Organ donation

Justine - Interview 11

Age at interview: 37

Brief outline: After ten years of illness, including chest pain and collapsed lungs, Justine was diagnosed with a rare lung condition, called LAM, aged 31. She had a double lung transplant in 2006 and has been raising awareness of LAM and organ donation since then.

Background: Justine is single. She is an artist and professional speaker. Ethnic background / nationality' White British.

Audio & video

Around the age of 21, Justine had severe chest pain and was rushed into hospital, where doctors told her that her right lung had collapsed. Two weeks later, her right lung collapsed again and she had surgery to pin it to her ribs. The operation took time to recover from physically and emotionally and Justine had counselling afterwards because she’d found it traumatic. She continued living with chest pain for about seven years, never knowing why she had it, occasionally admitting herself to Accident and Emergency. She was usually given painkillers and told that there was nothing wrong.

After talking to her parents and doctor, Justine was referred to a pain specialist, who thought the pain may have been related to her operation. She continued living with chest pain for a further three years.

In 2004, aged 31, Justine felt very unwell at work and was taken to hospital by her parents because she was looking extremely pale. She was told that both her lungs had collapsed and she would need a chest drain. This was a very painful procedure but Justine said that, by this time, she was finding it difficult to breathe. She was later referred to a specialist hospital and diagnosed with a rare lung condition, called lymphangioleiomyomatosis (LAM). LAM mostly affects women in their mid-thirties and forties. In LAM, abnormal, muscle-like cells begin to grow out of control in certain organs or tissues, especially the lungs, lymph nodes and kidneys. Over time, these LAM cells can grow throughout the lungs and destroy the normal lung tissue so air can’t move freely in and out of the lungs.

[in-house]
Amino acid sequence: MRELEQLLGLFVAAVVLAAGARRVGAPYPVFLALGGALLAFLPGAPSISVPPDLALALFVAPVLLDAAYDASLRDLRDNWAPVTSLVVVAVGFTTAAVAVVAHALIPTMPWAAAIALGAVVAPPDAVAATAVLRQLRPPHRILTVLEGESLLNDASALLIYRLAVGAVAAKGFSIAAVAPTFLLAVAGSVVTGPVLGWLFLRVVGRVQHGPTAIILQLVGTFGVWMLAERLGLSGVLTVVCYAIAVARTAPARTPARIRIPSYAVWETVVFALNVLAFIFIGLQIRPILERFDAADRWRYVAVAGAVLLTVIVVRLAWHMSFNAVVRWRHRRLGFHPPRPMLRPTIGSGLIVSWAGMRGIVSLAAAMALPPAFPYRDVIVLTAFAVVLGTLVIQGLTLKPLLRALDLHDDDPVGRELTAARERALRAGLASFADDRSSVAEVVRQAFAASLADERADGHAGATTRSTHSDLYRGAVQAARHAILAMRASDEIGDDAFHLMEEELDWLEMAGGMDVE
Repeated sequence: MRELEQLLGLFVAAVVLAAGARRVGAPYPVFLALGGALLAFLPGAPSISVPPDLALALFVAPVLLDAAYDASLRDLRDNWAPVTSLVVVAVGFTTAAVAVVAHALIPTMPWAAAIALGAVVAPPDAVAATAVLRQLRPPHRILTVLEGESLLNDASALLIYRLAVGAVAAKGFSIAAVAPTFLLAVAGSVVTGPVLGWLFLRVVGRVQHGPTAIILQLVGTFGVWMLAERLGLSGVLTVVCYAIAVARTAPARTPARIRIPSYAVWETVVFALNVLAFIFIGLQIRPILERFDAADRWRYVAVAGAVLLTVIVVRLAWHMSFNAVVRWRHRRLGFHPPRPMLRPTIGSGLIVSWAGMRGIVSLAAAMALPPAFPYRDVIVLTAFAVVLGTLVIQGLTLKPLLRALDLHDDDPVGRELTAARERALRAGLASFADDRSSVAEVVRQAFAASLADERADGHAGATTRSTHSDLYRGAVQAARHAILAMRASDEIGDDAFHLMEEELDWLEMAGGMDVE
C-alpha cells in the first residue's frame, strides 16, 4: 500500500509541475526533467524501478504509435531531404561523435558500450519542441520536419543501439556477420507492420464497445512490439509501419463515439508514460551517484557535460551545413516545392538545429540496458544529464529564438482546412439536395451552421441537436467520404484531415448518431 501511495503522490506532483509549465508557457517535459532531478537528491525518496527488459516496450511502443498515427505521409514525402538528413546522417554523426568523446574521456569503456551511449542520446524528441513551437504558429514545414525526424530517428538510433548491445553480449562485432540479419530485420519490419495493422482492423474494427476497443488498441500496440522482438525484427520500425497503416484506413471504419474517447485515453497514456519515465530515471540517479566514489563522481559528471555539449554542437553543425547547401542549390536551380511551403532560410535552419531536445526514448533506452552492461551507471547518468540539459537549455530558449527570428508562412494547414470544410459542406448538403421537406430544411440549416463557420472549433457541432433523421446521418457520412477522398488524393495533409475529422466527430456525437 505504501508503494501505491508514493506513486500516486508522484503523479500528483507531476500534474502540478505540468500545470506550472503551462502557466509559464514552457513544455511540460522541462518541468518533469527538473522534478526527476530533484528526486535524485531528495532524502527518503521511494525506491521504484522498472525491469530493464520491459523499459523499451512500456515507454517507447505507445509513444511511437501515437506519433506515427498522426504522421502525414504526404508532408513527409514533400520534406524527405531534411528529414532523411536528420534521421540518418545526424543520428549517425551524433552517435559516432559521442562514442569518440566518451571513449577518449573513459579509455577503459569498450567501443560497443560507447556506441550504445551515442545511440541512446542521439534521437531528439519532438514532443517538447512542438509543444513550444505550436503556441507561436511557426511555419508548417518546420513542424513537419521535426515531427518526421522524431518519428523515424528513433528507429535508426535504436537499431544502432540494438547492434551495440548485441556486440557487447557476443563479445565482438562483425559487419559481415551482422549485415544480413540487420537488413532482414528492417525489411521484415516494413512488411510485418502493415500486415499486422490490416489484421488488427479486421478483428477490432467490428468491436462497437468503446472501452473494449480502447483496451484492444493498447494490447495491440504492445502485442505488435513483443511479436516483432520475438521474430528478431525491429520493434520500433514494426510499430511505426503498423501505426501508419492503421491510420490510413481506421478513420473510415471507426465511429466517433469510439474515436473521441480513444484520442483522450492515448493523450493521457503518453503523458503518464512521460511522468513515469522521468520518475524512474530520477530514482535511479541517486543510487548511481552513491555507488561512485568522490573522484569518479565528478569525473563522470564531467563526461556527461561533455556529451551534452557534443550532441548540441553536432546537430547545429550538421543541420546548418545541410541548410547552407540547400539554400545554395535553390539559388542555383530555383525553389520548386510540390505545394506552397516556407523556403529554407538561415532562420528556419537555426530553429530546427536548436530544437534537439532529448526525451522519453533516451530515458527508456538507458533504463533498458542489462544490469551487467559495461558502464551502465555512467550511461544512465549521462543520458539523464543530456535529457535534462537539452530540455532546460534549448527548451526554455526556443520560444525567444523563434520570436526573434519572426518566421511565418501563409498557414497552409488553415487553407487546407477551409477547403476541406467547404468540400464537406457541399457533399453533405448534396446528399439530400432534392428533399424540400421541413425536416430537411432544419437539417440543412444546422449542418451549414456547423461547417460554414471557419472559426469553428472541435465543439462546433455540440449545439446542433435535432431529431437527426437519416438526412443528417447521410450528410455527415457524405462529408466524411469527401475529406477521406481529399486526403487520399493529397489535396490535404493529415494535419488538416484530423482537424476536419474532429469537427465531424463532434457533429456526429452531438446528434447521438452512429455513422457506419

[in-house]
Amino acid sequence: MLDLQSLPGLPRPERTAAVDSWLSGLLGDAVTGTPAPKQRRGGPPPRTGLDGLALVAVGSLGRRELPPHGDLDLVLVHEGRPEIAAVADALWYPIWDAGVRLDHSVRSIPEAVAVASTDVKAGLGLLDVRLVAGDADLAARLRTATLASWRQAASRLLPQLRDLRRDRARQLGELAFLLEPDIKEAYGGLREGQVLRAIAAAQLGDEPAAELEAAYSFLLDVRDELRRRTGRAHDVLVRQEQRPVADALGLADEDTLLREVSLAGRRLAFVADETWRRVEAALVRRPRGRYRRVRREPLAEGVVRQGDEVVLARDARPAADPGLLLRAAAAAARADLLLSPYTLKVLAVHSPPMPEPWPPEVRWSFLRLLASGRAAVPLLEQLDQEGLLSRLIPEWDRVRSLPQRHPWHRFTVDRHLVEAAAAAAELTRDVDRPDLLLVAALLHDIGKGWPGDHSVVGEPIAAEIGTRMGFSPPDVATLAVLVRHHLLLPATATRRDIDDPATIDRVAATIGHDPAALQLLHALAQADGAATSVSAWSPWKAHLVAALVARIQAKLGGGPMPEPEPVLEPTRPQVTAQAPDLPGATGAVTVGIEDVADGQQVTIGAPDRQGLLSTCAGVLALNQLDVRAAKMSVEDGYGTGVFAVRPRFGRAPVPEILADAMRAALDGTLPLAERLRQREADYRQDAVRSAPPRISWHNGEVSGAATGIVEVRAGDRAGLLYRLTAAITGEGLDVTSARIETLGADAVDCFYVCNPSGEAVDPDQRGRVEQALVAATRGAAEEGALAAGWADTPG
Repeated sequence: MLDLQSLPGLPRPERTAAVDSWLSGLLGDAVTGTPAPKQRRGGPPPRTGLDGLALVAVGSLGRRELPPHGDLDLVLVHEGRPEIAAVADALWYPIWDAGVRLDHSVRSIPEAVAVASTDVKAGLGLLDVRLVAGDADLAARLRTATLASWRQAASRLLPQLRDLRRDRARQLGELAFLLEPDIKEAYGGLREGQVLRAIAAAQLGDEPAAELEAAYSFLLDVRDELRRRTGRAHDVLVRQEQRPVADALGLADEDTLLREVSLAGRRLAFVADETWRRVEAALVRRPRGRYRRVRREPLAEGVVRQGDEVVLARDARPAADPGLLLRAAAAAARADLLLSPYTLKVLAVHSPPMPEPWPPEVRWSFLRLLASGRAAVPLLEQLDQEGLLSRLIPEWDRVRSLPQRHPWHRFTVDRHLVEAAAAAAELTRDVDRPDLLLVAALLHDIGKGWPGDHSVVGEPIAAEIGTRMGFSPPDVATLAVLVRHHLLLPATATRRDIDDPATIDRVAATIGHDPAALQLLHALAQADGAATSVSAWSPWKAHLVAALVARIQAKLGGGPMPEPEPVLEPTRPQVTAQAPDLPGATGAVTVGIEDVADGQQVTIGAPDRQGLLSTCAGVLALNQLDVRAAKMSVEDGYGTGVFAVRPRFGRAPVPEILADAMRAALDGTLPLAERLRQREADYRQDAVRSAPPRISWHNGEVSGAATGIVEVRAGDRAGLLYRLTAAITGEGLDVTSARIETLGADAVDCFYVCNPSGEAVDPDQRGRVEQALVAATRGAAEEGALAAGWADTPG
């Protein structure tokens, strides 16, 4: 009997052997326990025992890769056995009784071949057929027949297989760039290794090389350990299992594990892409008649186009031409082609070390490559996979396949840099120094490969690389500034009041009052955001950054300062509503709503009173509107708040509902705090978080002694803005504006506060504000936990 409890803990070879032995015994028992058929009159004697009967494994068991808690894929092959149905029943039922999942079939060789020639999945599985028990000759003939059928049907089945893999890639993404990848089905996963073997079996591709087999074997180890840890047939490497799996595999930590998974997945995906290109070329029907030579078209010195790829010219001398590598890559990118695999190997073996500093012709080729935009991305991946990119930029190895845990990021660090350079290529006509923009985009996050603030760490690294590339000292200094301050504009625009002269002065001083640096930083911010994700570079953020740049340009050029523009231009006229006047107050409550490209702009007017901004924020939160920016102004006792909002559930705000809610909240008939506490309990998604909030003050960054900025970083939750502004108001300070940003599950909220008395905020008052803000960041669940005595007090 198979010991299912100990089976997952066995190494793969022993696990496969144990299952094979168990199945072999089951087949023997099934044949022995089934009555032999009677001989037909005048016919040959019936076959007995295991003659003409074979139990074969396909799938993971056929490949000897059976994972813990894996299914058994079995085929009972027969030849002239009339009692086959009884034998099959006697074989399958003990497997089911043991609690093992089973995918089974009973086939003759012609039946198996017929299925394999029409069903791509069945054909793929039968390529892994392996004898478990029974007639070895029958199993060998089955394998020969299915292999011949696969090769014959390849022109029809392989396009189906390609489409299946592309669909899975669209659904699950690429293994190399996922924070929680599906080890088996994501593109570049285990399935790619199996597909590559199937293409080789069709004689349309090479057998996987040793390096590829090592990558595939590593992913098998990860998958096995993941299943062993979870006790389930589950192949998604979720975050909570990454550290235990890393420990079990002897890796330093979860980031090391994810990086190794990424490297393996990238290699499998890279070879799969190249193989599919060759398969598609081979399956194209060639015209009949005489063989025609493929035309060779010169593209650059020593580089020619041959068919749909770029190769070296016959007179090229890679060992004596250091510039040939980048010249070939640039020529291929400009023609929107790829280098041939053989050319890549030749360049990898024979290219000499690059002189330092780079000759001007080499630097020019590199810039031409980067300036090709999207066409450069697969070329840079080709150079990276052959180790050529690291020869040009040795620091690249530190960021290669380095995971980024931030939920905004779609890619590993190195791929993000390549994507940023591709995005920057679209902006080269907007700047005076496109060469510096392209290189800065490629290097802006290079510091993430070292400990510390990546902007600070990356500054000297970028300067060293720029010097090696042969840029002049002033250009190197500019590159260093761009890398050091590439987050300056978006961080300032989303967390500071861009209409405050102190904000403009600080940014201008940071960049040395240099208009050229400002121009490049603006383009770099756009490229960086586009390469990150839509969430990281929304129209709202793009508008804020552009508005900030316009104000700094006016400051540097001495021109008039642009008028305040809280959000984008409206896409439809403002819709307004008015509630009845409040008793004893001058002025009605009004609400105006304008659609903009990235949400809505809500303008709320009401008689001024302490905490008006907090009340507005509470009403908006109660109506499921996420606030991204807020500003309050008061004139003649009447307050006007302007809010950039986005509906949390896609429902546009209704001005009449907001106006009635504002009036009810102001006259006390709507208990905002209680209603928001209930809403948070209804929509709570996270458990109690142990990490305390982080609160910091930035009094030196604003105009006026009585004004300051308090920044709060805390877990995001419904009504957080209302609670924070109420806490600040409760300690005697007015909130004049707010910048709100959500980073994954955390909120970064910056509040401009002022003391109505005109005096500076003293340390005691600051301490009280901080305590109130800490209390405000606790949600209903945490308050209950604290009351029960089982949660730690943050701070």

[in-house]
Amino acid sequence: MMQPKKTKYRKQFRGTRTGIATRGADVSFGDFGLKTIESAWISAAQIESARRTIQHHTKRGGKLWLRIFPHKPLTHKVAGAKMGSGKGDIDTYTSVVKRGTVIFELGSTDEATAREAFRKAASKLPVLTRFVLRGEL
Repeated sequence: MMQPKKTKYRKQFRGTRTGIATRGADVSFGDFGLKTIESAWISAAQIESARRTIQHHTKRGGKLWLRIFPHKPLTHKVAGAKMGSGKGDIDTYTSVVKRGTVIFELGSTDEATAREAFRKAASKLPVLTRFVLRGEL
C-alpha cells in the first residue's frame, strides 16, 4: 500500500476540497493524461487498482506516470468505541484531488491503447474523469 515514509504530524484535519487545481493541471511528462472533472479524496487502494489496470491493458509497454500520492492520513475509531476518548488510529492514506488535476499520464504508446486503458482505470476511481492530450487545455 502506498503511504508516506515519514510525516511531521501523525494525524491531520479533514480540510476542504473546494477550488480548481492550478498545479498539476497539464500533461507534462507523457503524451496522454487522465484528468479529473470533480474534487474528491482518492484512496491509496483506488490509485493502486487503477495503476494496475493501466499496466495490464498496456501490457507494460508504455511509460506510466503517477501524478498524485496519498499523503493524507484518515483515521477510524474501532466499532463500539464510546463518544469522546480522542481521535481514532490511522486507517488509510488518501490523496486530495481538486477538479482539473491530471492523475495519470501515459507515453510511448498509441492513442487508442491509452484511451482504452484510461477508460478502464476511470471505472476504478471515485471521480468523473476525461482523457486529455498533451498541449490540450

Justine was told that she was at the end stage of the disease and, without a transplant, would have only twelve to eighteen months to live. She said, ‘Words, emotions, it’s so hard to say. I just felt everything crumble around me. I was a young woman in my prime. When you get told devastating news that you’re going to die or with transplants it’s a 50'50 chance; some people do, some people don’t. And I knew now I was in this category.’

Justine said her lungs collapsed on a number of occasions and, each time, she was rushed into hospital. She set up her own website about the condition, LAM, and when the doctors at her local hospital didn’t know what it was, she was able to refer them to her website ( By now, her right lung was no longer working. Her left lung collapsed thirteen times in total. In one week, Justine had thirteen lung collapses and was left struggling to breathe on three occasions. She said her family came to say goodbye to her after visiting her grandmother’s stone setting the same day. This was the most difficult part of her experience.

Around this time, Justine was given a new type of surgery but, unfortunately, it did not work. She ended up critically ill in intensive care for three weeks and spent two months on a ventilator (life support machine). She recalled being allowed to have her first sip of water after seven weeks and, gradually, over time, learning to walk again with the aid of a Zimmer frame. In total, she spent six months in hospital.

In 2006, after three ‘false alarms’, Justine was given a double lung transplant. She said she felt ‘amazing’ after coming round because she was able to breathe properly for the first time in years. She said the pain was managed well and, three weeks later, she was discharged from hospital ‘after being ill for ten years’. Later, she got shingles and a virus that damaged her lungs so that, now, she has 60% lung function.

Since her transplant, Justine has been heavily involved in raising awareness of LAM and organ donation in the media, on the internet and amongst friends and family. She has travelled widely and taken part in the British Transplant Games. Two years after her transplant, Justine wrote a letter to her donor family via the specialist nurse [transplant co-ordinator]. She’d like to hear back from them but understands that they may not want or feel able to write back.

Justine now has follow-up appointments every 3-6 months. She takes about fifteen tablets a day and has a machine at home with which she can monitor her own lung function. Justine said she still gets tired but exercises and enjoys doing artwork. 


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